“Texas is key,” says Monarch Watch founder Dr. Chip Taylor. “PLANT MILKWEED!”
Monarch Watch released its annual Monarch Population Status report authored by its founder Dr. Chip Taylor of the University of Kansas at Lawrence last week. As we suspected and witnessed firsthand, the news was not good.
Dr. Taylor wrote that even though the population doubled from last year—450 million were estimated at the ancestral roosting spot in Michoacan, Mexico—a perfect storm of bad weather made for inhospitable conditions for the first generation of Monarch visitors that usually grace our state each spring and fall.
Antelope Horns Milkweed on Texas Hill Country roadside in April 2011
Taylor told us last year how important Texas is to the Monarch butterfly migration, and reiterated the point: “As you’ve heard from me before, Texas is key. For the monarchs to have a good year, the conditions in Texas for the first generation have to be favorable.”
But UNfavorable conditions prevailed. Even though native milkweeds appeared along roadsides and streams, and in gardens this spring, inspections for caterpillars yielded an unusually small cache. Why?
Cold weather, raging wildfires, ongoing drought, and extreme winds appear to have kept Monarch butterflies away. Taylor suggests much of the migrating Monarch butterfly population skipped Texas and these inhospitable conditions. Instead, they continued flying in search of more friendly weather and host plants where eggs could be safely laid and guaranteed a food supply after hatching into caterpillars.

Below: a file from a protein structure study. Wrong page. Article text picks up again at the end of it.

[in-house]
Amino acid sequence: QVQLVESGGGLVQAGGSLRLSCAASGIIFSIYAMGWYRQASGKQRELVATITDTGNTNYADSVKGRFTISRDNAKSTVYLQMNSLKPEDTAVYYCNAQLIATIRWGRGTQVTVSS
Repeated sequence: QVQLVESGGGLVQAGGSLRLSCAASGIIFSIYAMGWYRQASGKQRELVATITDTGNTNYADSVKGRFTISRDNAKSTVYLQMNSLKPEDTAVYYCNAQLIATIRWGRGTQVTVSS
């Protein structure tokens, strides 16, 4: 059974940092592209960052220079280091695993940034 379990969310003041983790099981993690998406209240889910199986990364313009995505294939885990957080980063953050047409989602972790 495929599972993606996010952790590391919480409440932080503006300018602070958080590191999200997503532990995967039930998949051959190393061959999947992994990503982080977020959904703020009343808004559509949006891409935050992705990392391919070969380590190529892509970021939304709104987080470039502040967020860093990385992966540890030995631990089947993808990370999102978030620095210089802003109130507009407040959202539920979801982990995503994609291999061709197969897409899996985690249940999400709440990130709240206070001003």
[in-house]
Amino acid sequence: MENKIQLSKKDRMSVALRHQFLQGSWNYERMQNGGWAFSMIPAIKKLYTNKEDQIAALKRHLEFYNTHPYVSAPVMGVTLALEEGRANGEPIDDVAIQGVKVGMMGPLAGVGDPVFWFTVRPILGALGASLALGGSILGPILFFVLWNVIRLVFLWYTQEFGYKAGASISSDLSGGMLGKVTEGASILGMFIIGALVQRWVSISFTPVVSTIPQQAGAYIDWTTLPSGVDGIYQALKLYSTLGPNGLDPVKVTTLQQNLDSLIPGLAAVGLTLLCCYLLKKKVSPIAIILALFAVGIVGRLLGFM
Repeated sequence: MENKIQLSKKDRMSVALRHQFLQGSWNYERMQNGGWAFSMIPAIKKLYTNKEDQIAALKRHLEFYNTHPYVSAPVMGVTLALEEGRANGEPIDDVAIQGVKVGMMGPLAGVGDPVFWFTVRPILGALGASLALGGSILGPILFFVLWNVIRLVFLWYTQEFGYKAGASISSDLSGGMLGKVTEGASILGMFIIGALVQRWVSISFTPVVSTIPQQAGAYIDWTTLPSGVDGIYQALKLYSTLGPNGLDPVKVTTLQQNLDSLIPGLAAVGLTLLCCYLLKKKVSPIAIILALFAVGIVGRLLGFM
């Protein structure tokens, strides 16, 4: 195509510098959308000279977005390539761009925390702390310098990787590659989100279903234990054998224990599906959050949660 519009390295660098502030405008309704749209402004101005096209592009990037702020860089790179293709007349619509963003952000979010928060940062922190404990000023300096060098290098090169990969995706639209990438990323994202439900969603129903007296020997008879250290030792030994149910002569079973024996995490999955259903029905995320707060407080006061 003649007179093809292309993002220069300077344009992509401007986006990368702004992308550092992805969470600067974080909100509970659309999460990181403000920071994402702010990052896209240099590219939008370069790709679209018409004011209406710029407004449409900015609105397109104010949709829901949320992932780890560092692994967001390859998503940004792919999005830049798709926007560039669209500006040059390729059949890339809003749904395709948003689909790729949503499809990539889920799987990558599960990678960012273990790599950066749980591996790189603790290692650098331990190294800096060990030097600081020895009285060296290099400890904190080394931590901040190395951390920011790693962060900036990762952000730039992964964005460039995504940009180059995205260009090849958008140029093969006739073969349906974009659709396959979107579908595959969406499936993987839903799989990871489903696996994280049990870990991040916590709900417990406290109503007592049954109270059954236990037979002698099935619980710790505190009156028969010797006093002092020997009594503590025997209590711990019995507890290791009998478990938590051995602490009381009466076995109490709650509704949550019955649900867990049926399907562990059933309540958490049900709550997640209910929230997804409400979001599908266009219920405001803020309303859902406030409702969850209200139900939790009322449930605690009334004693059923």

But upon arriving further north, the story was not much better. The brutal winter 0f 2011 made for a late spring–and late developing milkweed. In April, citizen scientists posted pictures of immature milkweed stalks peeking from the earth in Oklahoma and the Midwest on the Monarch Watch Facebook page. The baby plants were covered with Monarch butterfly eggs. Sandra Schwinn of Broken Arrow, Oklahoma, posted the photo below of a teeny milkweed stalk with 21 eggs on it. What would all those caterpillars eat once they hatched? The milkweed just wasn’t ready yet. Timing seems to be working against the Monarch butterflies this year.
This stalk of milkweed in Broken Arrow, Oklahoma, hosted 21 eggs–Sandra Schwinn photo
“At this writing – 26 April – it appears that most of this early reproduction won’t be successful,” wrote Taylor. “We can’t do anything about the physical conditions that drive the monarch population but we can provide the milkweed and nectar resources they need – PLANT MILKWEED!”
That’s a call to action for Texas gardeners.
For details on milkweed species appropriate for Central and South Texas, check out our Milkweed Guide. Dr. Taylor’s Monarch Population Status report is available here.